Colonisation’s Legacy and the Intersection with CRT
Australia’s colonial legacy, akin to that of the United States, has inflicted profound wounds upon Indigenous communities. The impact of colonisation manifests through the loss of ancestral lands and the forced separation of children from their families during the Stolen Generations. The Stolen Generations refer to a dark chapter in Australian history when Indigenous Aboriginal and Torres Strait Islander children were forcibly removed from their families and communities by government authorities and mission institutions. This policy of forced removal took place over several decades, from the late 19th century to the 1970s. The justifications for these removals ranged from the misguided belief in the assimilation of Aboriginal and Torres Strait Islander children into European culture to the supposed “protection” of the children. The consequences of the Stolen Generations were devastating, leading to the loss of cultural identity, family connections, language, and heritage for Indigenous children. Many experienced physical and emotional abuse while in institutions or foster care, and the trauma and pain caused by these removals continue to affect Aboriginal and Torres Strait Islander communities in Australia today.
The enduring impact of the Stolen Generations and colonisation on Aboriginal and Torres Strait Islander communities today is multifaceted. It includes intergenerational trauma stemming from forced child removals, which affects mental health and relationships; disruption of cultural connections, leading to the loss and ongoing revival of cultural heritage; socioeconomic disparities marked by poverty, unemployment, limited education, and healthcare access; health inequities linked to historical trauma; overrepresentation in the justice system due to injustices and systemic bias; ongoing struggles for land rights and traditional recognition; ongoing reconciliation efforts; and the call for self-determination as a means to address historical and ongoing injustices. These issues underscore the need for comprehensive and ongoing efforts to address historical injustices and promote equity for Indigenous communities in Australia.
The Indigenous Voice as a CRT Response: A Common Thread
The Indigenous Voice to Parliament emerges as a response to these ongoing disparities and injustices, aiming to address them at a systemic level. CRT prompts us to acknowledge that historical wrongs carry enduring consequences, with the Voice representing a critical step towards acknowledging and rectifying these injustices.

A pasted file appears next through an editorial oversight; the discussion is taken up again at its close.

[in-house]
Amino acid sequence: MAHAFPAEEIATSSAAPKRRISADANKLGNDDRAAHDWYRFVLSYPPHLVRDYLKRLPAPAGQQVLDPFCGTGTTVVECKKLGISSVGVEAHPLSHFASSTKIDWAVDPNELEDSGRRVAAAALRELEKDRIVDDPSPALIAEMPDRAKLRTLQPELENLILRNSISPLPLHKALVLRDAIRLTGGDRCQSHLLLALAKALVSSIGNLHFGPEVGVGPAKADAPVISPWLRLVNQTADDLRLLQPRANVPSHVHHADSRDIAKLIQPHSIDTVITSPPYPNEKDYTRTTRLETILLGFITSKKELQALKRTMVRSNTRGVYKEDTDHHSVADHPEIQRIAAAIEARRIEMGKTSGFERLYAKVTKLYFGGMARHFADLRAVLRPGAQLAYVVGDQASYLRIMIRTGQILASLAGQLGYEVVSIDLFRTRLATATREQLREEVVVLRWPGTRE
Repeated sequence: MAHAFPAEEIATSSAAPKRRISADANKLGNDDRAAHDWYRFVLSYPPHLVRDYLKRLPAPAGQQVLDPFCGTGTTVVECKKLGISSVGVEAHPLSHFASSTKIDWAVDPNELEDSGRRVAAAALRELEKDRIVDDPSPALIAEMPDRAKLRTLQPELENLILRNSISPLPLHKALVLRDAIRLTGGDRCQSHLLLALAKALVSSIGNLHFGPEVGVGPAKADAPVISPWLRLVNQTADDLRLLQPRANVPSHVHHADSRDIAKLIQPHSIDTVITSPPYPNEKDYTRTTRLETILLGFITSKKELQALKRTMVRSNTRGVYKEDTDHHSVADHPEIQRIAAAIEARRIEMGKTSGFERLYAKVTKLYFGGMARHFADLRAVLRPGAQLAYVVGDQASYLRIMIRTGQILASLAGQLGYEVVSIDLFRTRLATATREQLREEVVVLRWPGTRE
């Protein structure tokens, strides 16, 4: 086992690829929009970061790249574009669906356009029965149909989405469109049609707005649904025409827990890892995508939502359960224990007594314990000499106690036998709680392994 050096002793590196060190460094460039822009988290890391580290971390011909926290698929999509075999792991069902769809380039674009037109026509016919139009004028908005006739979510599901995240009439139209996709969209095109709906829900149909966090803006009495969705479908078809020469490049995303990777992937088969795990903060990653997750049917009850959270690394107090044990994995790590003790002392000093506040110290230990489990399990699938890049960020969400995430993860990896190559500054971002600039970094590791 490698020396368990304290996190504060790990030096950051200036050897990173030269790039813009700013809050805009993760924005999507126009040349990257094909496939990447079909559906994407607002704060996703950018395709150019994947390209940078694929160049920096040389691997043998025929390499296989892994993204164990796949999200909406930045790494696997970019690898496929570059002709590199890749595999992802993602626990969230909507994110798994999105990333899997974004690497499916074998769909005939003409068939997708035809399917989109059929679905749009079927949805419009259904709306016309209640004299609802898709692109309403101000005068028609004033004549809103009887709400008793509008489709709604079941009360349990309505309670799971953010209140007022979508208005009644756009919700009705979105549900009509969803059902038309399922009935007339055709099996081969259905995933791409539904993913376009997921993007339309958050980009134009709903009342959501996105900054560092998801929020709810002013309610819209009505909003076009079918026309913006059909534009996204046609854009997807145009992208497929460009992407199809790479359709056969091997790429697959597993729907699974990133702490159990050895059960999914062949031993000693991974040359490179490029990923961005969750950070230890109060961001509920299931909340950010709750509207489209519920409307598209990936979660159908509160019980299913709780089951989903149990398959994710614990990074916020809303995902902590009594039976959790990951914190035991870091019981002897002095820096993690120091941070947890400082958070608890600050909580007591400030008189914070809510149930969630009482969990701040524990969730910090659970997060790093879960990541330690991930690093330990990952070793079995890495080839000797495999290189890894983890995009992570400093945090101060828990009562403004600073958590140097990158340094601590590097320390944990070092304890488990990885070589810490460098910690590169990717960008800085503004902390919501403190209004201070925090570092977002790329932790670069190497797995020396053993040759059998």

The Indigenous Voice to Parliament in Australia shares an unmistakable connection with global struggles. It represents an unwavering effort to confront systemic racism, rectify historical injustices, and champion equity and justice for Indigenous communities beyond Australia’s shores. CRT principles, which underscore the systemic nature of racism and the necessity of challenging institutional power structures, harmonise with the objectives of the Voice. (Brayboy, 2005 p.429-30; Yosso, 2005)
Perpetual racism is an enduring reality, deeply ingrained in the Indigenous experience. This enduring force transcends historical boundaries, persisting as a relentless presence in contemporary society. Its resilience is notably apparent in the persistent “No” campaigns, which symbolize an ongoing resistance to Indigenous self-governance and representation. Conversely, endorsing a “Yes” vote takes on paramount importance in shielding Indigenous communities from the imminent threat of social and political regression. It becomes a vital safeguard against further marginalisation and the erosion of hard-won rights.
Amidst these challenges, Tribal Critical Race Theory emerges as a powerful tool. It introduces the potential for unveiling, exposing, and confronting the ongoing colonisation deeply embedded within societal structures. By doing so, it offers the promise of transforming these contexts and structures to better serve the interests of Indigenous Peoples. (Brayboy, 2005)
Challenges and Controversies Surrounding the Indigenous Voice to Parliament
While the Indigenous Voice to Parliament in Australia holds promise as a path toward reconciliation and empowerment, it is not without its share of opposition from various groups and individuals who raise concerns about its implementation. Here are some of the primary arguments against the Voice: